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John Hamilton: “As a longtime reader from north of the border, I’d like your comments/opinion on the different cryptocurrencies being traded on the public markets.”

→ Let me first offer the wisdom of two guys, aged 90 and 97, who are a lot smarter than I am.  Charlie’s last line — a throwaway — made me laugh out loud.

Like gold, crypto is a bet against the dollar.  Like gold, crypto is expensive to mine.  Its value is its scarcity, so mining more of it does no one (other than the miners) any good.  I’d prefer to see that energy go to building schools or hospitals or a smart grid.

Unlike physical gold:

> Crypto is easy to buy, sell, and “store.”

> Crypto may be useful to criminals.

> Crypto has no alternative uses, like jewelry or dentistry.

I hate to think the world’s government-issued currencies — especially the U.S. dollar — will lose value relative to gold or crypto, though with inflation or chaos, they well may.

So I do see how the price of crypto and/or gold could be higher tomorrow or a year or ten years from now.

But buying one bitcoin for $57,000 today to bet against the dollar carries considerable risk even with the looming possibility of inflation.

After the bitcoin price had fallen from a then-high of $14,000 to $3,200 a couple of years ago, I tried to buy 10 of them . . . mainly on a lark, but also with a sense of the rhythm of such things.

At the time, you had to set up a new account somewhere, and Robinhood  seemed easiest, so I started to do that — but bailed when Robinhood asked for my bank password.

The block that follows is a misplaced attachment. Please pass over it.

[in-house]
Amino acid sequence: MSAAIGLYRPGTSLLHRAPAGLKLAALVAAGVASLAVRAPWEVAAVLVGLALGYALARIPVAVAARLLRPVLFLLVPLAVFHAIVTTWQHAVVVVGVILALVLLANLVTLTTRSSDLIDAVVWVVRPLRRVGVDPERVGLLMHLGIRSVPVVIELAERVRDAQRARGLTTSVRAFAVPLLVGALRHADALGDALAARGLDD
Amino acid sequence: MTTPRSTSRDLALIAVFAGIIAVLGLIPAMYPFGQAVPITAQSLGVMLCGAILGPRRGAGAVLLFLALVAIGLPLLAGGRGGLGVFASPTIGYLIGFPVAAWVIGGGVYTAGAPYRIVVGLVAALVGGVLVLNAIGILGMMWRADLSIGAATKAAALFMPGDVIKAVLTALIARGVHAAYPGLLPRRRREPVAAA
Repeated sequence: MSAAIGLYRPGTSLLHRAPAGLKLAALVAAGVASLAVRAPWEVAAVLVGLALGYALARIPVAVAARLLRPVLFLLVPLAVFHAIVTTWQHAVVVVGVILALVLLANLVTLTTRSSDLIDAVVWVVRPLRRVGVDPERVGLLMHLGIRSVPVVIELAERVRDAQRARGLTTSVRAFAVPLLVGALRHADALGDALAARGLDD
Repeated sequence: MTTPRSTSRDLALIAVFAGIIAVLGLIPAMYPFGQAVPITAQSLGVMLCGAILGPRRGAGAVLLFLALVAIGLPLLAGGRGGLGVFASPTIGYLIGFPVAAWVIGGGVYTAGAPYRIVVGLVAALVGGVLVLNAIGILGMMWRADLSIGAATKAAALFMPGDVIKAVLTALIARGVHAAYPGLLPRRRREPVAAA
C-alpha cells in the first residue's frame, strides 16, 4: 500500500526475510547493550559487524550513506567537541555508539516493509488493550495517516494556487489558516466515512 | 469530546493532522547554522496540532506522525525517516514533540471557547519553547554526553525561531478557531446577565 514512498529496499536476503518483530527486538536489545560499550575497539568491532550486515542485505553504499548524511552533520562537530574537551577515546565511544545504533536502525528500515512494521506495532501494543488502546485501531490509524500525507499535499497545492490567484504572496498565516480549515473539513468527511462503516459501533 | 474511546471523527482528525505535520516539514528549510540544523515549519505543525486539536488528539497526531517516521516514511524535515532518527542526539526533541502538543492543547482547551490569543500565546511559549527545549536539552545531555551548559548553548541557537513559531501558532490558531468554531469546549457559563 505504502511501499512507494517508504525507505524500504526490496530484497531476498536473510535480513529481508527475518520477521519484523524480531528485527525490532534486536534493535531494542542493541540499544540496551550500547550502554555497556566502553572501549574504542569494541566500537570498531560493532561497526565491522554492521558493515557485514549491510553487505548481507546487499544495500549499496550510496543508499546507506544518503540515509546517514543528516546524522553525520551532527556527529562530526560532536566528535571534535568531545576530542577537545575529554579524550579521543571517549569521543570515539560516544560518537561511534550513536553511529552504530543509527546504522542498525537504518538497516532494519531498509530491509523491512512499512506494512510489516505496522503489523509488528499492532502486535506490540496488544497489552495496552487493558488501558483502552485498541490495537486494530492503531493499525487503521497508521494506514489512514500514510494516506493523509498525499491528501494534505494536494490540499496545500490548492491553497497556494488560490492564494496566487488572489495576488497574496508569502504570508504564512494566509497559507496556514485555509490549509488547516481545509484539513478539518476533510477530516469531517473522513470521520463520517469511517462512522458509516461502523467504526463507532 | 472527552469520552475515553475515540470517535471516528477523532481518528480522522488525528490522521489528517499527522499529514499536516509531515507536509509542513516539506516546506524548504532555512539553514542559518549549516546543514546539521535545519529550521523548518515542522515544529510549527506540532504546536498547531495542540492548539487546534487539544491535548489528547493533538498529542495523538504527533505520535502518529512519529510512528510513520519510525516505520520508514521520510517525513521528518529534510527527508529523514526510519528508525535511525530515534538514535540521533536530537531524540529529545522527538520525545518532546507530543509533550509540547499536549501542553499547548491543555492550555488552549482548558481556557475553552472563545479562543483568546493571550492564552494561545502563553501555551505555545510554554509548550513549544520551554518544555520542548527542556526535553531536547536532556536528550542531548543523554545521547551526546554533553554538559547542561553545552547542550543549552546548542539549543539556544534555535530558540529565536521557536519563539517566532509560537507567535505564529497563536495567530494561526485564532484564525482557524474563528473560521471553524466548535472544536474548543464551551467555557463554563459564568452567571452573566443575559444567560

That false start has thus far cost me $567,000.

Oh, well.

It was like the time I passed up the chance to buy 10 shares of Berkshire Hathaway at $300, back when the above-referenced nonagenarians were already attracting notice.   Had I pulled that trigger — and held on for 40 years — my $3,000 would today be $4.3 million.

Oh, well.

Two big differences:

(1)  My botched bitcoin bonanza would have taken just 2 years to balloon.  Score one for crypto!  And it could octuple again in short order — or crash — neither of which Berkshire is likely to do.

(2)  Buying bitcoin at $3,200 would have been speculating.  It had (and has) no intrinsic value.  Buying Berkshire Hathaway at $300, by contrast, would have been investing.  There was intrinsic value in its several businesses, and in the brains engaged in trying to make those businesses grow.

Two important notes:

(1) In the face of potential inflation, shares in companies that can raise prices may, over the long run, do just as well as gold or bitcoin — or better.  Over time, the stock market has always outpaced inflation.

(2) Selling — or spending — bitcoin in which you have a profit subjects that profit to tax.

All that said: I don’t have a clue where crypto is headed.

I missed that boat and will just plod along swinging for the fences a different way: investing in various potentially-profitable enterprises that could make the world a little better, and me a little rich, if they succeed.  (Have I got an Aquablation Therapy for you!)

Speaking of which: enjoy Cap’n Joe.

Have a great week!



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